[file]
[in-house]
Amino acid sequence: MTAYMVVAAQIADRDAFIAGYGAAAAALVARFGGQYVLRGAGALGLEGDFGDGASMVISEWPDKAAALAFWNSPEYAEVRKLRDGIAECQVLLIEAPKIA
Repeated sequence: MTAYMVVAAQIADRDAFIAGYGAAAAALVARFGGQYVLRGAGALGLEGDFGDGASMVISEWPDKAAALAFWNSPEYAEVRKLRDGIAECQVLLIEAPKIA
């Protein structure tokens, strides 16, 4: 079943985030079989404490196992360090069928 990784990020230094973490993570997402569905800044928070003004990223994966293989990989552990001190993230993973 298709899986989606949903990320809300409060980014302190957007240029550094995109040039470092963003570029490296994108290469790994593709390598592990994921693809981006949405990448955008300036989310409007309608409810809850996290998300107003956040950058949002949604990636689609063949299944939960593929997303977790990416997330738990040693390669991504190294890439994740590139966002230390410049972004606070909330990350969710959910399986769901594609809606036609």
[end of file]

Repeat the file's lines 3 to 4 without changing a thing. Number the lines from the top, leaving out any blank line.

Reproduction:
Repeated sequence: MTAYMVVAAQIADRDAFIAGYGAAAAALVARFGGQYVLRGAGALGLEGDFGDGASMVISEWPDKAAALAFWNSPEYAEVRKLRDGIAECQVLLIEAPKIA
């Protein structure tokens, strides 16, 4: 079943985030079989404490196992360090069928 990784990020230094973490993570997402569905800044928070003004990223994966293989990989552990001190993230993973 298709899986989606949903990320809300409060980014302190957007240029550094995109040039470092963003570029490296994108290469790994593709390598592990994921693809981006949405990448955008300036989310409007309608409810809850996290998300107003956040950058949002949604990636689609063949299944939960593929997303977790990416997330738990040693390669991504190294890439994740590139966002230390410049972004606070909330990350969710959910399986769901594609809606036609």